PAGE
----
Shah was banned from making political speeches, but after tendering an apology he was let off.
Azam Khan, senior leader of Samajwadi Party, was banned as well for provocative speech. He is yet to apologise and has in fact, threatened to move the apex court against the Commission’s order.
Last week, Bharatiya Janata Party (BJP) leader from eastern state of Bihar, Giriraj Singh, raised the “hate speech” bar too high in his poll address when he suggested that those opposed to Modi would have to shift base to Pakistan after the election results. Three police cases have been lodged against him, but no arrest has been made so far.
That was not all, Praveen Togadia, leader of a nationalist Hindu party, Vishwa Hindu Parishad (World Hindu Council), part of an umbrella right-wing Rashtriya Swayamsevak Sangh (RSS) of which BJP is also a member – reportedly insisted that Muslims be stopped from “buying Hindu properties”.
The latest in the series of “hate speeches” came from the leader of Shiv Sena – another Hindu right-wing organisation – Ramdas Kadam, who reportedly said “Narendra Modi will destroy Pakistan in six months”.
No strong action has apparently been taken against the leader, leading to questions whether the law has been lenient?
“Courts have been very slack,” said Gonsalves. “And this slackness has a history. If we go back by 15 years we will find the courts have been hesitant to deal with hate speech mongers like late Bal Thackery (a Hindu demagogue).”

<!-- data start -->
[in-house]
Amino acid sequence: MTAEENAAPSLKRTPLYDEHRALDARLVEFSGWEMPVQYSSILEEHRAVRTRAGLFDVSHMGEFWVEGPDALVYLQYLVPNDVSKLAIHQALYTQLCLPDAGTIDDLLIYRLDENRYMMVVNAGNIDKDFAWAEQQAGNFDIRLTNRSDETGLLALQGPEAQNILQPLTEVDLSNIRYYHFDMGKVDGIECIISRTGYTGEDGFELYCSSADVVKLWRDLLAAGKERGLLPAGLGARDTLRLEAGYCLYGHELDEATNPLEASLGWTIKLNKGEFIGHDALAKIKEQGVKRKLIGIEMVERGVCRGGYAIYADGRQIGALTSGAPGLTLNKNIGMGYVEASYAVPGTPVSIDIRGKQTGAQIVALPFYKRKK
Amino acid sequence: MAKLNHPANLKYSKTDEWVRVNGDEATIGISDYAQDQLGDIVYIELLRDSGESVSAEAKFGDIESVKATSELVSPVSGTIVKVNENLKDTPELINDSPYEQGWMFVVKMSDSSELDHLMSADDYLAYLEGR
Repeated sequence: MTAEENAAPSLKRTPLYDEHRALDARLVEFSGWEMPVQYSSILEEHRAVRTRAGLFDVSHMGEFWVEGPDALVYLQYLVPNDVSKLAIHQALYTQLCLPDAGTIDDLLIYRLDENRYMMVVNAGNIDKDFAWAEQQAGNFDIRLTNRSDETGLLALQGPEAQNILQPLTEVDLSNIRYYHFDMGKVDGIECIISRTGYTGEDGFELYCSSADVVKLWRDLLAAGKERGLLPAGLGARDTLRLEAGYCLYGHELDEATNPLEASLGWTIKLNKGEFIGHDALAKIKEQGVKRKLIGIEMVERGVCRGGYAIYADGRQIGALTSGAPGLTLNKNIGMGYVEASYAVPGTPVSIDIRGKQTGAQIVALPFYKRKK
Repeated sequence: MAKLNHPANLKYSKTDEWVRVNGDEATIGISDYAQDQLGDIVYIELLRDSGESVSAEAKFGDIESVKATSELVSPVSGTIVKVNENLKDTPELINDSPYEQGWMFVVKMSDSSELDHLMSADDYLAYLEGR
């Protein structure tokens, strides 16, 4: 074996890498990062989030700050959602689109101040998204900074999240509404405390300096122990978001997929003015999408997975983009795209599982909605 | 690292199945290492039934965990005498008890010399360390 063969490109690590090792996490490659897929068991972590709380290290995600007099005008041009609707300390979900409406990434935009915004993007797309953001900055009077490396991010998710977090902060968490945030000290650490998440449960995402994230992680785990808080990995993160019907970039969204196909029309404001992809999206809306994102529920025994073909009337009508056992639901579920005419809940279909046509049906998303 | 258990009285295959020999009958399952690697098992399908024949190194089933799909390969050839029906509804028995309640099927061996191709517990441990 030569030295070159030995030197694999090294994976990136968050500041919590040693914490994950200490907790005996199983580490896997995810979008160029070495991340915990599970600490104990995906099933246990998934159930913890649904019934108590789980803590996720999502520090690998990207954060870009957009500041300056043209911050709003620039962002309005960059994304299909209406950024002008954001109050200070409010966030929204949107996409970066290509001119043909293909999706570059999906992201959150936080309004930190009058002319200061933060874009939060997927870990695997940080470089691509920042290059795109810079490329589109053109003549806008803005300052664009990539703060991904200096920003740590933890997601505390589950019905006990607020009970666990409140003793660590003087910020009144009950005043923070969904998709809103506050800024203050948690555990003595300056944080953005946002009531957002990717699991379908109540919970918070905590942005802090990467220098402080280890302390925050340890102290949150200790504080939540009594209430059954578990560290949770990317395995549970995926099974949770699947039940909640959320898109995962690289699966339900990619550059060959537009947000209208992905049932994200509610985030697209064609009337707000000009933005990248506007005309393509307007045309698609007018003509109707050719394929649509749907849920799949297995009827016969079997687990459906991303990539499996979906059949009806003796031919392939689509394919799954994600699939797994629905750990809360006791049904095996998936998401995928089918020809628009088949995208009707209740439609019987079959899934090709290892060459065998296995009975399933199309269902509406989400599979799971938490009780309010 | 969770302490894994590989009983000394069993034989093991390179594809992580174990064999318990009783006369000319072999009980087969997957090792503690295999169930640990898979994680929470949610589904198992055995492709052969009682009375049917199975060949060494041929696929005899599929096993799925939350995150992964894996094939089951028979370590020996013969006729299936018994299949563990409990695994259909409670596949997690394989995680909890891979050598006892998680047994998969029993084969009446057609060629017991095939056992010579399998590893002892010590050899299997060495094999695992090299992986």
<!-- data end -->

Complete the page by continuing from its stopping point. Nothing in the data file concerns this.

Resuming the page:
“Back in 1995, when the BJP leader Murli Manohar Joshi appealed voters to vote for ‘Hindutva’ [Hinduness] the Supreme Court termed it a ‘way of life’. The problem thus lies in the courageless judiciary. The courts have failed to go against big political figures involved in breaking the society.”
Experts say the electoral body has been over burdened with poll-related work that it is not easier for it to always monitor campaigns and rallies.
The commission, which has recently unveiled new technology to monitor provocative speeches, does not have authority to arrest or enforce laws. Rather it directs police to lodge a case when a complaint is received.
Why does Supreme Court need to wait for the law commission to explain what constitutes 'hate speech'? This is just an excuse for not acting against the politicians
The law, as usual, takes a long time in such cases. In many cases, politicians have easily made it out of the jails, after securing bails. And disqualification upon conviction has not really curbed the criminalisation of politics, because of long delays in trials and rare convictions.